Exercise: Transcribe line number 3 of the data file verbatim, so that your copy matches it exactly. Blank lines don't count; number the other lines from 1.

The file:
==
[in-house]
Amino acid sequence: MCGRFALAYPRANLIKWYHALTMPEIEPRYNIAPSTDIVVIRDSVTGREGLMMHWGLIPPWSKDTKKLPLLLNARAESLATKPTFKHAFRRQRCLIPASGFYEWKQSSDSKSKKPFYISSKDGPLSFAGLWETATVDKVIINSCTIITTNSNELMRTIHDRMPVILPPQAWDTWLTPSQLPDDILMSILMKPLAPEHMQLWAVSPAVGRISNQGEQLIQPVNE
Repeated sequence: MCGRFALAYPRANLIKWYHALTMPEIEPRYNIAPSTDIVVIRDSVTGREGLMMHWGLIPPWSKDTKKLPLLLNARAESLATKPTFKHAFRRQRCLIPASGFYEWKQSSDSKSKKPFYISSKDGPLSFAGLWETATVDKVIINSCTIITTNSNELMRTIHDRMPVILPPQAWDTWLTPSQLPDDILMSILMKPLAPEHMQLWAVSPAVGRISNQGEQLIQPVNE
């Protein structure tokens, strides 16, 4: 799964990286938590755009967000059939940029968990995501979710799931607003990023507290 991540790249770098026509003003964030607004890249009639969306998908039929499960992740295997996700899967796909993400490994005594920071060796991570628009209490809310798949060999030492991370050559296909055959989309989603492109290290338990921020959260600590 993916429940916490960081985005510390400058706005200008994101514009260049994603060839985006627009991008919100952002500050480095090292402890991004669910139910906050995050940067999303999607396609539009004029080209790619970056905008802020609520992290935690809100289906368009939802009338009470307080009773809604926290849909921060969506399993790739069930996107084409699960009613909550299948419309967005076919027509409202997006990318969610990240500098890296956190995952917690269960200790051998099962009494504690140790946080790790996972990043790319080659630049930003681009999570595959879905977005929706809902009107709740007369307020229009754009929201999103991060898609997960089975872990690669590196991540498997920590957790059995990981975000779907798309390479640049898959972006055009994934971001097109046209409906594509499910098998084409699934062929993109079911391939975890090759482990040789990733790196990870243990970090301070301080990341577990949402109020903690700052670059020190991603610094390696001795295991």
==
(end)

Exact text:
Repeated sequence: MCGRFALAYPRANLIKWYHALTMPEIEPRYNIAPSTDIVVIRDSVTGREGLMMHWGLIPPWSKDTKKLPLLLNARAESLATKPTFKHAFRRQRCLIPASGFYEWKQSSDSKSKKPFYISSKDGPLSFAGLWETATVDKVIINSCTIITTNSNELMRTIHDRMPVILPPQAWDTWLTPSQLPDDILMSILMKPLAPEHMQLWAVSPAVGRISNQGEQLIQPVNE